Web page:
Kotter and Rathgeber offer a fable in which the central character, an Emperor Penguin named Fred, struggles without much success to convince his colony's Leadership Council that his research statistics indicate "the shrinking of the size of their home, the canals, the caves filled with water, the number of fissures, causing by [their iceberg's] melting." If they do not relocate to another iceberg soon....

What happens next is best revealed by Kotter and Rathgeber within their narrative. They are brilliant storytellers who first introduce their lead characters, and create a situation, then identify conflicts that build tension as the plot develops, until its conclusion (sort of). As with George Orwell in Animal Farm, their primary purpose, however, is not to entertain but to instruct. As they explain, "Our goal in writing Our Iceberg Is Melting was to draw upon the incredible power of good stories to influence behavior over time - making individuals and their groups more competent in handling change and producing better results."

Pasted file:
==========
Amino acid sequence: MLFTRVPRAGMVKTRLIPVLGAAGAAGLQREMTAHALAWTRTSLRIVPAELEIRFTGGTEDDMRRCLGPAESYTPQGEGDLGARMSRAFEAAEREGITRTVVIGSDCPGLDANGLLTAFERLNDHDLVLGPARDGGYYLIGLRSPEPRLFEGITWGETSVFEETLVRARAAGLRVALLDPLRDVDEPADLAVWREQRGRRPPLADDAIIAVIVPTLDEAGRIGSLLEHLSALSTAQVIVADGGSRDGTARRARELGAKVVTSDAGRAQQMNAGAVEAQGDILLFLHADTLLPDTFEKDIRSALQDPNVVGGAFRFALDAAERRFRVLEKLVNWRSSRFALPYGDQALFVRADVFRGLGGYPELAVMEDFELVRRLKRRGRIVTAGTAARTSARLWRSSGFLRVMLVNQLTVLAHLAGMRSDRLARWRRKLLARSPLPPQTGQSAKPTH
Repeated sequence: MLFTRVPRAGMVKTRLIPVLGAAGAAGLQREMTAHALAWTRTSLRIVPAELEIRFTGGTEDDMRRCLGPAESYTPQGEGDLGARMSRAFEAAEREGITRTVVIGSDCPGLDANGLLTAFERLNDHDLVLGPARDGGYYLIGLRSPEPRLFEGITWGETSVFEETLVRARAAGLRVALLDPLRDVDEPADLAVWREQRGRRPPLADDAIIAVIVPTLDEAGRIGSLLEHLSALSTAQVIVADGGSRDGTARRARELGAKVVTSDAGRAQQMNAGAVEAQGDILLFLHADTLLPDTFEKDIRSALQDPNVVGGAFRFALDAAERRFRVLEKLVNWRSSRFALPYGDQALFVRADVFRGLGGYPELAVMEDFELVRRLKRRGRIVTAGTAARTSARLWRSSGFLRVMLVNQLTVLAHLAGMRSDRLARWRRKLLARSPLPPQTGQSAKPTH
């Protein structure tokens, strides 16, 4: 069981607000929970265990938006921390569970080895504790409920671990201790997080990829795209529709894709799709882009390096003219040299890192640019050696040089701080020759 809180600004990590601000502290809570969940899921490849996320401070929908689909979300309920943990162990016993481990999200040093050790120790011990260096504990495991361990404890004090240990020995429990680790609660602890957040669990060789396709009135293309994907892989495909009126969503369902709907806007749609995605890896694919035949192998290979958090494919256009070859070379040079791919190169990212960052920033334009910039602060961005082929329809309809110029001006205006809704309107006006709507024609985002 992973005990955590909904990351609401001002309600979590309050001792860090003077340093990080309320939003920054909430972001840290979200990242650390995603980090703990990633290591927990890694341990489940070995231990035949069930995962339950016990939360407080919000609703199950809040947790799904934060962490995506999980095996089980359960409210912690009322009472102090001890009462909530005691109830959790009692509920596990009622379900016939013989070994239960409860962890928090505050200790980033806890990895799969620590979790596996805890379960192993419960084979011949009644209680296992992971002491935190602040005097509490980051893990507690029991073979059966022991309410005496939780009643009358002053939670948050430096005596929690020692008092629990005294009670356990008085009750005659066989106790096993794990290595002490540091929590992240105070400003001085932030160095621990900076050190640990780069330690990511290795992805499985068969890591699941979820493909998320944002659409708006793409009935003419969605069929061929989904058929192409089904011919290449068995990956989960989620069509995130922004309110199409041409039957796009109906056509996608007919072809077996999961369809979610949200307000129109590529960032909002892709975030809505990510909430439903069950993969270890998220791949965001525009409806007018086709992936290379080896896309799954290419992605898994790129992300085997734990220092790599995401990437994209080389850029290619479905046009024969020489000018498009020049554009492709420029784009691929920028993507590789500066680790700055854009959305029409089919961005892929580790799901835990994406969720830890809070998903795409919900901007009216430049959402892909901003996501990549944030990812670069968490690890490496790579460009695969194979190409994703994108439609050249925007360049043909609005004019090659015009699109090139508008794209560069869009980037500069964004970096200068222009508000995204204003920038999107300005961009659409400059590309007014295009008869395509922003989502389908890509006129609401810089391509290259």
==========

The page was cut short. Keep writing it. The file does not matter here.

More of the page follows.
Specifically, to use their story to illustrate "The Eight Step Process of Successful Change" that Kotter introduced in his book Leading Change (1996). In a sequel to it, The Heart of Change (2002), he and Dan Cohen examine "the core problem people face in all of those steps, and how to successfully deal with the problem." And the central issue is never strategy, structure, culture, or systems. "All these elements, and others, are important. But the core of the matter is always about changing the behavior of people, and behavior change happens in highly successful situations mostly by speaking to people's feelings." (Those who do that effectively have what Daniel Goleman characterizes as "emotional intelligence.") Kotter and Cohen structure this book around the eight steps "because that is how people experience the process. There is a flow in a successful change effort, and the chapters follow that flow."